Snakebite by Arthur Bradford, 2006
The magic trick:
Drawing on classic sitcom patterns
“Snakebite” is a very funny story. It appears to draw from sitcoms – “Arrested Development,” perhaps? – as much as it does from literature. So all the rhythms are geared toward a comedic episode. Two jokes for every plot movement. Callback references. Recurring punchlines. The occasional trip into the absurd. And, yes, the semi-sappy lesson learned at the end. Mitch Hurwitz would be proud. And that’s quite a trick on Bradford’s part.
“I got bit,” he said. “Snakebite.”
I stepped forward and examined the spot on his leg. There were indeed two small, red holes; fang marks, I supposed, where a snake or some other small animal had struck him. It didn’t look like anything very serious to me.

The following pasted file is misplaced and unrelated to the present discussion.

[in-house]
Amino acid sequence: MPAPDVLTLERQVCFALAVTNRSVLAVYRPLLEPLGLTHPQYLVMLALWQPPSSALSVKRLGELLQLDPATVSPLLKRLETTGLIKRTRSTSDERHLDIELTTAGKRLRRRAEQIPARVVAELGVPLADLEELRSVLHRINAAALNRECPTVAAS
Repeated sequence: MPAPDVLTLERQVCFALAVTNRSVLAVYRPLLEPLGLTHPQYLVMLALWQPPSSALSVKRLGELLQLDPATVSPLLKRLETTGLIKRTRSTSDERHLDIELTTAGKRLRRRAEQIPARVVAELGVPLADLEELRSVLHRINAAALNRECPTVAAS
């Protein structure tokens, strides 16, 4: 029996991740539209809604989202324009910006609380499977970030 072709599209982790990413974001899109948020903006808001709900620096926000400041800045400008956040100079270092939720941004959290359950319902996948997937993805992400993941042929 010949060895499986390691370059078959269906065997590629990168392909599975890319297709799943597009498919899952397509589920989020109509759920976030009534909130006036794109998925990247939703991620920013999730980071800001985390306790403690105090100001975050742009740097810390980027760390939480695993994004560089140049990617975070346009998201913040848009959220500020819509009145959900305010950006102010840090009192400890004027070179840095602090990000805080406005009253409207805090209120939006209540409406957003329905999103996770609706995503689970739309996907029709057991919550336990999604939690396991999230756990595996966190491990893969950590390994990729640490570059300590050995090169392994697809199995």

“Does it hurt?” I asked.
“Oh my God, yes!” said the man. “I think my leg’s gone numb!”
Jolene leaned her head out the window and said, “Tell this person to please get off the car.” The man gave Jolene a pitiful look and slowly rolled off the hood, landing gingerly on his one good leg.
“We’re late for a wedding,” I explained to him.
“I think I’ve been poisoned,” said the man. “I could really use some help. I can’t drive like this. My leg’s nearly paralyzed.”
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